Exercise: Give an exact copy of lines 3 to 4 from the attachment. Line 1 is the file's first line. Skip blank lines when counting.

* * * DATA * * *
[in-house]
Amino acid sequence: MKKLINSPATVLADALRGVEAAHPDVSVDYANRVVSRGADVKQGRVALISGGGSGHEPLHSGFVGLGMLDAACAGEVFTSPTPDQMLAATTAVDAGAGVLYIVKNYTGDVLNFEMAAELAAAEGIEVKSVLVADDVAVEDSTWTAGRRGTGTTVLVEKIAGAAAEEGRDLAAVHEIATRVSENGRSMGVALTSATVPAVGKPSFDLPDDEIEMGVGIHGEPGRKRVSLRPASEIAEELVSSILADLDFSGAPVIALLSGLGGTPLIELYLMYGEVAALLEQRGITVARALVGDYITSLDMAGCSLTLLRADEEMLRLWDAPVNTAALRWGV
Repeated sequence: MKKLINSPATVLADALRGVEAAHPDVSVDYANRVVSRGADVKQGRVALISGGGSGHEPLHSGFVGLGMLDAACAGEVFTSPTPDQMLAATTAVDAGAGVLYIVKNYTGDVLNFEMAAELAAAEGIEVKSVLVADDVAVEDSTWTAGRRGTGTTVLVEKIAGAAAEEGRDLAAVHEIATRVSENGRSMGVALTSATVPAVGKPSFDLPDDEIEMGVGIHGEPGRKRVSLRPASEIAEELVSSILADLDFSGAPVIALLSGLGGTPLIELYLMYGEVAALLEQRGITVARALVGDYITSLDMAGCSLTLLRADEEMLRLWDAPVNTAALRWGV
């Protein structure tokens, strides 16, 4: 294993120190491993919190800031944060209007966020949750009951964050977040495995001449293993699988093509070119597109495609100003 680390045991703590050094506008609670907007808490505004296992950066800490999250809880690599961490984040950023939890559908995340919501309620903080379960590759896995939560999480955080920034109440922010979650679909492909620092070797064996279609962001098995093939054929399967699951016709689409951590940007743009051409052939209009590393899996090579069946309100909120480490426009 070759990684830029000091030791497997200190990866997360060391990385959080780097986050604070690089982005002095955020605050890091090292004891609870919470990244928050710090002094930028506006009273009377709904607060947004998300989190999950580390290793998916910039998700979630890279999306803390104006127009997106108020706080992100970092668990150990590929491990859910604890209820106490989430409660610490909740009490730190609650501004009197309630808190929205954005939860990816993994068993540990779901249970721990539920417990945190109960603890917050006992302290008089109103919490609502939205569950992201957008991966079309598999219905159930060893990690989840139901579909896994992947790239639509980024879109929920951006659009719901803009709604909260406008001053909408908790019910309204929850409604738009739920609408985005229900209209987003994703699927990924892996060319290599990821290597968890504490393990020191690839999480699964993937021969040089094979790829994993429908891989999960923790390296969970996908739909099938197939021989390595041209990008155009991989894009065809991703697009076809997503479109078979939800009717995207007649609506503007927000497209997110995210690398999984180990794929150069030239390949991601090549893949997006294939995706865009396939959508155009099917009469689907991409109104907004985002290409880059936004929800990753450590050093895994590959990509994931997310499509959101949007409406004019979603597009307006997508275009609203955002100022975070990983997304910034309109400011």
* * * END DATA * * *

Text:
Repeated sequence: MKKLINSPATVLADALRGVEAAHPDVSVDYANRVVSRGADVKQGRVALISGGGSGHEPLHSGFVGLGMLDAACAGEVFTSPTPDQMLAATTAVDAGAGVLYIVKNYTGDVLNFEMAAELAAAEGIEVKSVLVADDVAVEDSTWTAGRRGTGTTVLVEKIAGAAAEEGRDLAAVHEIATRVSENGRSMGVALTSATVPAVGKPSFDLPDDEIEMGVGIHGEPGRKRVSLRPASEIAEELVSSILADLDFSGAPVIALLSGLGGTPLIELYLMYGEVAALLEQRGITVARALVGDYITSLDMAGCSLTLLRADEEMLRLWDAPVNTAALRWGV
């Protein structure tokens, strides 16, 4: 294993120190491993919190800031944060209007966020949750009951964050977040495995001449293993699988093509070119597109495609100003 680390045991703590050094506008609670907007808490505004296992950066800490999250809880690599961490984040950023939890559908995340919501309620903080379960590759896995939560999480955080920034109440922010979650679909492909620092070797064996279609962001098995093939054929399967699951016709689409951590940007743009051409052939209009590393899996090579069946309100909120480490426009 070759990684830029000091030791497997200190990866997360060391990385959080780097986050604070690089982005002095955020605050890091090292004891609870919470990244928050710090002094930028506006009273009377709904607060947004998300989190999950580390290793998916910039998700979630890279999306803390104006127009997106108020706080992100970092668990150990590929491990859910604890209820106490989430409660610490909740009490730190609650501004009197309630808190929205954005939860990816993994068993540990779901249970721990539920417990945190109960603890917050006992302290008089109103919490609502939205569950992201957008991966079309598999219905159930060893990690989840139901579909896994992947790239639509980024879109929920951006659009719901803009709604909260406008001053909408908790019910309204929850409604738009739920609408985005229900209209987003994703699927990924892996060319290599990821290597968890504490393990020191690839999480699964993937021969040089094979790829994993429908891989999960923790390296969970996908739909099938197939021989390595041209990008155009991989894009065809991703697009076809997503479109078979939800009717995207007649609506503007927000497209997110995210690398999984180990794929150069030239390949991601090549893949997006294939995706865009396939959508155009099917009469689907991409109104907004985002290409880059936004929800990753450590050093895994590959990509994931997310499509959101949007409406004019979603597009307006997508275009609203955002100022975070990983997304910034309109400011």